can you hear me now?

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A phrase we’ve probably all been shouting for the past year; now the opening line for a Zoom meeting, representing our turbulent relationship with technology (forever at the mercy of technical glitches and bad wifi). However, in this context, this phrase represents a more intimate relationship between humans and technology - that of the hearing impared and hearing aids, told through Lea Vrebac’s powerful collection.

‘Can you hear me now?’

Witnessing a mix-match of cultures, fabric manipulation and bold slogans; our initial reaction to Lea’s collection was pure intrigue. Simply wowed at the craftsmanship and enticed by the messages sent - we believed that ‘Can you hear me now’ has a story to be told...

 

We managed to catch Lea between her projects for Dusseldorf University, chatting from her parents house in Frankfurt am Main. Over the course of our conversation, it was clear to see; here is a designer genuinely striving for a better future. With a sense of activism in everything Lea does, we talked over her background, collections and plans for the future;

“Myself & my parents moved to Germany because of the war in Croatia. They are refugees from the war and they started from nothing. That's why my family's all over the world; I have friends and cousins in Germany, Australia and Belgium -

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 "Everyone is everywhere because they are seeking a home.“

From this, we then learned about Lea's previous collection War Flower, inspired by and aiming to address the dismay of Croatian passports not belonging to the European Union. From the bullet holed buildings in Sarajevo to recycling military tanks covers for the War Flower collection - Lea goes on to emphasise that "People may move on but it's still there. People have new hope but the past is still inside of them."

This importance of identity, life journey and representation is a driving force behind many of this young designer’s concepts when it comes to creating collections. Lea uses personal story as a vessel to blossom and tell a sentimental journey;

“My personal story of hearing aids is because I wore them since I was five or six years old. I know a lot of friends who have hearing loss, but at a higher age, and they were ashamed. They asked me if I wear them and I said; show them - don't be ashamed!

 

"I don't know I just lived with it and I thought; it's like glasses right?"

The stigma of wearing hearing aids and the comparison of it to hard of sight - this was such an interesting point raised, and really gave us something to think about. These disabilities are incredibly similar (in essence the same), yet why is one ‘stylised’ and the other hidden?


Lea uses ‘Can you hear me now?’ to tell the evolution of the hearing aid and highlight the disregard of the hearing imparied since the 16th century, stating ‘They were essentially excluded from society’. Using her own audiogram and the silhouette of the hearing aid in her designs - she addresses and celebrates the everyday life of being hearing imparied with slogans such as:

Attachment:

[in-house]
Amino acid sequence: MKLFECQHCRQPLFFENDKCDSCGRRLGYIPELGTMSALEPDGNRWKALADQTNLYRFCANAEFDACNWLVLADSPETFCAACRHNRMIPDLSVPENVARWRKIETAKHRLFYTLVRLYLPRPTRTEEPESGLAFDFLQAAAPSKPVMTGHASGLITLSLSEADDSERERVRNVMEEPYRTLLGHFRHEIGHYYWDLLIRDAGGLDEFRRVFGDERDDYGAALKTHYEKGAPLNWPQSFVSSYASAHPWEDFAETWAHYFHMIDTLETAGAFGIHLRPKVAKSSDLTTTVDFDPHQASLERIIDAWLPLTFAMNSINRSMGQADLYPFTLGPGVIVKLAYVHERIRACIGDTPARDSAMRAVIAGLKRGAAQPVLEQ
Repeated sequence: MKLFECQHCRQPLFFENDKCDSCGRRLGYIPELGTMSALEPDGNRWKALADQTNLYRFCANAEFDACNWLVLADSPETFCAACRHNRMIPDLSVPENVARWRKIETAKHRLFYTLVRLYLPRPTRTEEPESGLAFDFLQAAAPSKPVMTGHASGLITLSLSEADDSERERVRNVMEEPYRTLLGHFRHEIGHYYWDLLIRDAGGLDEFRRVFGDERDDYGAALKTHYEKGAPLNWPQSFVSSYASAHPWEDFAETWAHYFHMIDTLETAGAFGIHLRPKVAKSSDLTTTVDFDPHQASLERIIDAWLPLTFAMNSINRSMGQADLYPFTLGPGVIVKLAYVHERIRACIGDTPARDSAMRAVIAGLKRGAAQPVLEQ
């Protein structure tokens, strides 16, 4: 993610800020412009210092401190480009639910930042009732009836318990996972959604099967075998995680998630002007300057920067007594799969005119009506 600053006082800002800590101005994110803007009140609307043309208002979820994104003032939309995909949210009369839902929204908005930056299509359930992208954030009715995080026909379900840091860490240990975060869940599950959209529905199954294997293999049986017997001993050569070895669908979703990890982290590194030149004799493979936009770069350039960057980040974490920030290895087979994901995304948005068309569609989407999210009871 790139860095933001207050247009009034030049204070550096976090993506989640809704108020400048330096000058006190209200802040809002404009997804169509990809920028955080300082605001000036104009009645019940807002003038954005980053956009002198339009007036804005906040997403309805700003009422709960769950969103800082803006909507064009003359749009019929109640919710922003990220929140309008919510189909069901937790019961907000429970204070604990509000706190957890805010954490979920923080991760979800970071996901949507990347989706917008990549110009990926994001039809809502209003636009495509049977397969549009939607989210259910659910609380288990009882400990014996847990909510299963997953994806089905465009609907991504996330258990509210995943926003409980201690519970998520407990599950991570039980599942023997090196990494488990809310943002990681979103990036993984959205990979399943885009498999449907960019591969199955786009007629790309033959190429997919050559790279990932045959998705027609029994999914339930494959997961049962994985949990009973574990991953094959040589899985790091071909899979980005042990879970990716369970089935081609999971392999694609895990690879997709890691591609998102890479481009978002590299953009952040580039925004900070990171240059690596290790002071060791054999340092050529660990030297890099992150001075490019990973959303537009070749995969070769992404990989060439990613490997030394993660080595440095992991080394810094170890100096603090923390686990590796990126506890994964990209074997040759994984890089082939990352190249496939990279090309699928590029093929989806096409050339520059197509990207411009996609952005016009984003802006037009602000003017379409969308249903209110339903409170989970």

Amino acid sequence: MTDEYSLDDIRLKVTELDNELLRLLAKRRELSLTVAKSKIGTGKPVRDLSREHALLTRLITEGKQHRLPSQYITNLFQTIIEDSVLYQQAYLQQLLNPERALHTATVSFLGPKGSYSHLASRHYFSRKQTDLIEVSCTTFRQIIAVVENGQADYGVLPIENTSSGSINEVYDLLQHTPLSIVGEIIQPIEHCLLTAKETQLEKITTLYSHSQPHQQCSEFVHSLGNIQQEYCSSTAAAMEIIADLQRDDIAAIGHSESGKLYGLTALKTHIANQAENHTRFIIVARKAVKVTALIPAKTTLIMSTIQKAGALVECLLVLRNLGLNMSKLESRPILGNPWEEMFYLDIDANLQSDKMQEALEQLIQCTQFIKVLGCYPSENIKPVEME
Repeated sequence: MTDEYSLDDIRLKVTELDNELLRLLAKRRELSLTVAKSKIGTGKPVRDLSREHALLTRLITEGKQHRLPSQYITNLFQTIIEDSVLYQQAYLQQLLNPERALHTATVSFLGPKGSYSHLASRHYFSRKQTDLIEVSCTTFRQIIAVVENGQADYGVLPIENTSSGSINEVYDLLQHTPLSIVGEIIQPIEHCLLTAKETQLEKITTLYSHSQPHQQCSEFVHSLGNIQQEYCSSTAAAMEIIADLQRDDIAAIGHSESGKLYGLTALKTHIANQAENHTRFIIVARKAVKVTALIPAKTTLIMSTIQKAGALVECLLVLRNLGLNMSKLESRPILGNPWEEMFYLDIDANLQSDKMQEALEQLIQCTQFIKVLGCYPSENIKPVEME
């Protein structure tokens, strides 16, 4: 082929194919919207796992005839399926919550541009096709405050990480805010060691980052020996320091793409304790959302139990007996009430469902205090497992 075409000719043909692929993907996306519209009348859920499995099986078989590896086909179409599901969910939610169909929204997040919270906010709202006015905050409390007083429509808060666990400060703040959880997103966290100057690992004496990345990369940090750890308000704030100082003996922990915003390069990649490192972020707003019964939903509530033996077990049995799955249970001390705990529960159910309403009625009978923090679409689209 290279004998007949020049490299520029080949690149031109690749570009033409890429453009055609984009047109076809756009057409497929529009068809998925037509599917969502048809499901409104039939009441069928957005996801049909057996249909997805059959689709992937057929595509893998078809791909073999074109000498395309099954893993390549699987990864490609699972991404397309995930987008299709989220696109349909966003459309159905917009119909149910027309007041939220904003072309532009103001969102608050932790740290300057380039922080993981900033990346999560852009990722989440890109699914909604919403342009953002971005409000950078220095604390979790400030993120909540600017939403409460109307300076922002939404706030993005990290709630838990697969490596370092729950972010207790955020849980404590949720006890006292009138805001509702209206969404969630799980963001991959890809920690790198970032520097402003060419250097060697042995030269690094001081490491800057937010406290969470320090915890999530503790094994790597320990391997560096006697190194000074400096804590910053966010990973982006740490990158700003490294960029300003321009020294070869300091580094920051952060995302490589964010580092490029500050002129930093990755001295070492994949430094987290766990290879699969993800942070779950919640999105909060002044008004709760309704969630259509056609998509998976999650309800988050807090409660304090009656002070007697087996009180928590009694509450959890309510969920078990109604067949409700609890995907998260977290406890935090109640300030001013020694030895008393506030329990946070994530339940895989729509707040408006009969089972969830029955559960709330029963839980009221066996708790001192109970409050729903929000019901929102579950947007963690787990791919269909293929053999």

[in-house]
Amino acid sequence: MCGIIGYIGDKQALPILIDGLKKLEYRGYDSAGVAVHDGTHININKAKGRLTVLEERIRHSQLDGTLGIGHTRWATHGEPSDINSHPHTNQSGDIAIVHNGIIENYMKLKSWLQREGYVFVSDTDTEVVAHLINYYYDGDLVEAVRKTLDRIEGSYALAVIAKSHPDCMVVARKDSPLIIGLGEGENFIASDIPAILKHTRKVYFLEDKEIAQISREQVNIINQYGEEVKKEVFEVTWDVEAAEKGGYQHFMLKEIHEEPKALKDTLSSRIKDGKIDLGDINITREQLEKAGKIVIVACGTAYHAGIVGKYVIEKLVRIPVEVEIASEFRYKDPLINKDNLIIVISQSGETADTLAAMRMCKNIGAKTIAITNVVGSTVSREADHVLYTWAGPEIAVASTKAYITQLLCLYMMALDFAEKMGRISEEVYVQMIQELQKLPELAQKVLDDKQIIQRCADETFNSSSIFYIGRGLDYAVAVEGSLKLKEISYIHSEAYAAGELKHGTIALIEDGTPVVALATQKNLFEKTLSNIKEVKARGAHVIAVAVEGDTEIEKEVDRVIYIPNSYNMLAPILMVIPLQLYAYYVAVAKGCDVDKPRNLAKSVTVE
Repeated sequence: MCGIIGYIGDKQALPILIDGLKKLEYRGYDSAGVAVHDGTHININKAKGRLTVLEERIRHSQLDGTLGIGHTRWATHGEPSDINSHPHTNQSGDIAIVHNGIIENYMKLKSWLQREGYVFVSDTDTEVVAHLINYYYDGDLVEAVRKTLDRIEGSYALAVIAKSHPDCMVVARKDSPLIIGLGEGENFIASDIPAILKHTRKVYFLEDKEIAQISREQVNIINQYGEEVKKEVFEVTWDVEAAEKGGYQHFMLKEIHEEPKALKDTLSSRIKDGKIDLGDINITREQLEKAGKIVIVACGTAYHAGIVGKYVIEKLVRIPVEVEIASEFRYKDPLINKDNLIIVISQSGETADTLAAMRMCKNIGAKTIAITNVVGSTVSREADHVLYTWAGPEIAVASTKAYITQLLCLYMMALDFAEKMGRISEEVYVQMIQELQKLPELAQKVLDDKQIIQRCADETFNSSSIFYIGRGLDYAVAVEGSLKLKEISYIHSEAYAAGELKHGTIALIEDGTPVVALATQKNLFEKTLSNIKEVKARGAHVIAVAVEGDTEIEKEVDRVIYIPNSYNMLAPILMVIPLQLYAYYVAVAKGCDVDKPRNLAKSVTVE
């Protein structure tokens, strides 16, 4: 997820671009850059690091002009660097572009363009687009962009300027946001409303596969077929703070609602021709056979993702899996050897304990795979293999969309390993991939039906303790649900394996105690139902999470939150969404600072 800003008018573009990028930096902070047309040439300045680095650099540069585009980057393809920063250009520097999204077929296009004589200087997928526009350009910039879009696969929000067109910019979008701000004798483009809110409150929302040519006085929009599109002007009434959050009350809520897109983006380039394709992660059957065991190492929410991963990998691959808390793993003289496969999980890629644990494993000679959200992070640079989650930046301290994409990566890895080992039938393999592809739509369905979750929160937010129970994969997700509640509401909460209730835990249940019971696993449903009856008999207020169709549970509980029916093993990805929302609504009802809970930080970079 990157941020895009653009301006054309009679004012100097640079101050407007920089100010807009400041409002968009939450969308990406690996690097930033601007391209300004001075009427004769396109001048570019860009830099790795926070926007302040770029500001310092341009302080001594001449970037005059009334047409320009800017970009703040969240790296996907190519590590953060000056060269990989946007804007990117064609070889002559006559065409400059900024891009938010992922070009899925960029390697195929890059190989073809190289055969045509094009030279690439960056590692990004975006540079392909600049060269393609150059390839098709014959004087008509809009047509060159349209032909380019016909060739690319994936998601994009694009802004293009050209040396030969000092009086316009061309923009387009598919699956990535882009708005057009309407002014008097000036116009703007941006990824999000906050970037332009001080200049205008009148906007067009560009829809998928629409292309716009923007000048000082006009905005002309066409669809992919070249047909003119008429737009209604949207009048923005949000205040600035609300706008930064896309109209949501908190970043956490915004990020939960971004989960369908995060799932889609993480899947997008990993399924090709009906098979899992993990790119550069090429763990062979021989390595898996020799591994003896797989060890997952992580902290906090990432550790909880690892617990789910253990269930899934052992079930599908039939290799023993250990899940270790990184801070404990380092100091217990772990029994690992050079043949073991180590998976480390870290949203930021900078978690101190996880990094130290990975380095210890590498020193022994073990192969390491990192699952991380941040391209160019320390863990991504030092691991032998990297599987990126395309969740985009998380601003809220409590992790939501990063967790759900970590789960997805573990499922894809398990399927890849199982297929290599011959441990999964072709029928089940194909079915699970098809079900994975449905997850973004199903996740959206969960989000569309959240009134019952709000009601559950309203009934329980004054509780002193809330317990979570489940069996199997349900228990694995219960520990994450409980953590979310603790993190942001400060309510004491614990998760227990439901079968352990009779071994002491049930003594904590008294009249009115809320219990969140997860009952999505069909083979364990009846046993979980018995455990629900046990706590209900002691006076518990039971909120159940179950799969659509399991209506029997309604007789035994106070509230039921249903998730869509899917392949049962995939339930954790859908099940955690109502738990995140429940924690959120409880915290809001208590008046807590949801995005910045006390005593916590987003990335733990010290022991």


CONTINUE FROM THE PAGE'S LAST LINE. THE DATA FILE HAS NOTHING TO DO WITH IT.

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‘Life sounds brilliant’

‘Can you hear me now?’

‘Still Human’

‘Yes, I can hear you now!’

Lea went on to explain how advances in technology had really helped alter and challenge the stigma around hearing aids and that she gained major sponsorship for her Paris Fashion Week showcase, from hearing aid pioneers SIGNIA;

“Through the years we are very lucky because the technology of the hearing aids has really developed. I had the chance to work with a really big company called Signia who also gave me really good hearing aids. It's really great. It's like airpods; I can hear with them, I can make a phone call with them and they charge like an airpod box. And it's so modern that you want to show it; really stylish with new, new colours and everything.”

With this, it's clear to see Lea’s flair of storytelling within her collection; “I want to combine the history from the first one to the last one; So the first one is really big and you can see, and you don't really want to show it. But in the end, it's really sleek, elegant and wearable.”

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03.03.2020 PARIS FASHION WEEK 2020 Sponsored by @Signia

Also the same date as international world hearing day

“I just wanted to show that hearing aids can also be fashionable and now they have a lot of options available. Hearing aids still aren't so popular, especially not within fashion, which is why I wanted to combine the beauty of it. To show the world that Hearing Aid people are also people like everyone else. You shouldn't be ashamed of this.

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“I wear it like an accessory now and I'm really proud of it.”

What a compelling storyteller, with still 2 years left at her undergraduate degree. ‘Can you hear me now?’ arose a curiosity around the relationship between hard of hearing and the fashion industry. We discovered brands such as; Cruze Kapa (winner of the Attitude Awards 2018), Deaf Apparel & Deaf Identify who can also be celebrated for their activism and raising awareness of the hearing impaired.

Are you yourself hearing impaired working in the creative industry? Or perhaps know of someone or a deaf-related cause who should be applauded? Let us know & share your thoughts in the bleaq forum!